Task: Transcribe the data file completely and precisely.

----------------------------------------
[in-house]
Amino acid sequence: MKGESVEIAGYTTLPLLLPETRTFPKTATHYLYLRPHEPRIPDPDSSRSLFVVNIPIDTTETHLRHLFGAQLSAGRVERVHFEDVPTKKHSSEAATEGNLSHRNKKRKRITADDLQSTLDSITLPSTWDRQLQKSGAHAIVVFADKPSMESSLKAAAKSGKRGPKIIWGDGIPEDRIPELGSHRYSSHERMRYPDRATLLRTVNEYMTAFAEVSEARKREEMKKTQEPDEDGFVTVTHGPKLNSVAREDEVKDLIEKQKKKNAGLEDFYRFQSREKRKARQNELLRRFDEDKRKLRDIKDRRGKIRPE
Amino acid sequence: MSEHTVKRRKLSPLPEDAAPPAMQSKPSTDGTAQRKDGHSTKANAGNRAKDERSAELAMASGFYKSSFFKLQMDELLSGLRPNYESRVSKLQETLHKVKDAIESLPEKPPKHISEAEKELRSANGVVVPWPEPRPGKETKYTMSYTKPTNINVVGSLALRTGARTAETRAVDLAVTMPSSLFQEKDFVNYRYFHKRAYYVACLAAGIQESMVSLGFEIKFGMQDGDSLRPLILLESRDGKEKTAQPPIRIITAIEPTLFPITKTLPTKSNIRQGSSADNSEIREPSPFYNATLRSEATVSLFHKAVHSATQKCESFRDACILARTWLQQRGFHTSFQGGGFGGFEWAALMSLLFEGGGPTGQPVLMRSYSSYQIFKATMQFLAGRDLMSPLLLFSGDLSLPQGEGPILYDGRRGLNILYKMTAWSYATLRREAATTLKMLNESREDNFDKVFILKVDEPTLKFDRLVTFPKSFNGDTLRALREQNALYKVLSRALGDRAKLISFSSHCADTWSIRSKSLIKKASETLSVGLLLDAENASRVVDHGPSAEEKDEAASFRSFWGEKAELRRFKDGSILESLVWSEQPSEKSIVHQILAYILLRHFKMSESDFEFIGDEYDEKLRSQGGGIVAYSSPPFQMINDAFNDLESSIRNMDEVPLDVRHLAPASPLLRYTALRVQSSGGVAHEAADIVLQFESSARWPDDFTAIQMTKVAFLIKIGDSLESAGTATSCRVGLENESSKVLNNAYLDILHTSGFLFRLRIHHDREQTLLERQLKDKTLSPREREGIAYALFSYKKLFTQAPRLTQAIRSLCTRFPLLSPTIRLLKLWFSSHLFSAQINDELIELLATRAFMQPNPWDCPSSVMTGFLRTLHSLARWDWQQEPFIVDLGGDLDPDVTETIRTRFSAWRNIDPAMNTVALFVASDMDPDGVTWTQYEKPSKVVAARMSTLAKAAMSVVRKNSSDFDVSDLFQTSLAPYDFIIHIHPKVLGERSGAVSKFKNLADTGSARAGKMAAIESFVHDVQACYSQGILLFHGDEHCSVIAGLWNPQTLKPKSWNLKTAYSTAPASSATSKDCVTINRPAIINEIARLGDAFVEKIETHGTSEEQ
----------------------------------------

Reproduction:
[in-house]
Amino acid sequence: MKGESVEIAGYTTLPLLLPETRTFPKTATHYLYLRPHEPRIPDPDSSRSLFVVNIPIDTTETHLRHLFGAQLSAGRVERVHFEDVPTKKHSSEAATEGNLSHRNKKRKRITADDLQSTLDSITLPSTWDRQLQKSGAHAIVVFADKPSMESSLKAAAKSGKRGPKIIWGDGIPEDRIPELGSHRYSSHERMRYPDRATLLRTVNEYMTAFAEVSEARKREEMKKTQEPDEDGFVTVTHGPKLNSVAREDEVKDLIEKQKKKNAGLEDFYRFQSREKRKARQNELLRRFDEDKRKLRDIKDRRGKIRPE
Amino acid sequence: MSEHTVKRRKLSPLPEDAAPPAMQSKPSTDGTAQRKDGHSTKANAGNRAKDERSAELAMASGFYKSSFFKLQMDELLSGLRPNYESRVSKLQETLHKVKDAIESLPEKPPKHISEAEKELRSANGVVVPWPEPRPGKETKYTMSYTKPTNINVVGSLALRTGARTAETRAVDLAVTMPSSLFQEKDFVNYRYFHKRAYYVACLAAGIQESMVSLGFEIKFGMQDGDSLRPLILLESRDGKEKTAQPPIRIITAIEPTLFPITKTLPTKSNIRQGSSADNSEIREPSPFYNATLRSEATVSLFHKAVHSATQKCESFRDACILARTWLQQRGFHTSFQGGGFGGFEWAALMSLLFEGGGPTGQPVLMRSYSSYQIFKATMQFLAGRDLMSPLLLFSGDLSLPQGEGPILYDGRRGLNILYKMTAWSYATLRREAATTLKMLNESREDNFDKVFILKVDEPTLKFDRLVTFPKSFNGDTLRALREQNALYKVLSRALGDRAKLISFSSHCADTWSIRSKSLIKKASETLSVGLLLDAENASRVVDHGPSAEEKDEAASFRSFWGEKAELRRFKDGSILESLVWSEQPSEKSIVHQILAYILLRHFKMSESDFEFIGDEYDEKLRSQGGGIVAYSSPPFQMINDAFNDLESSIRNMDEVPLDVRHLAPASPLLRYTALRVQSSGGVAHEAADIVLQFESSARWPDDFTAIQMTKVAFLIKIGDSLESAGTATSCRVGLENESSKVLNNAYLDILHTSGFLFRLRIHHDREQTLLERQLKDKTLSPREREGIAYALFSYKKLFTQAPRLTQAIRSLCTRFPLLSPTIRLLKLWFSSHLFSAQINDELIELLATRAFMQPNPWDCPSSVMTGFLRTLHSLARWDWQQEPFIVDLGGDLDPDVTETIRTRFSAWRNIDPAMNTVALFVASDMDPDGVTWTQYEKPSKVVAARMSTLAKAAMSVVRKNSSDFDVSDLFQTSLAPYDFIIHIHPKVLGERSGAVSKFKNLADTGSARAGKMAAIESFVHDVQACYSQGILLFHGDEHCSVIAGLWNPQTLKPKSWNLKTAYSTAPASSATSKDCVTINRPAIINEIARLGDAFVEKIETHGTSEEQ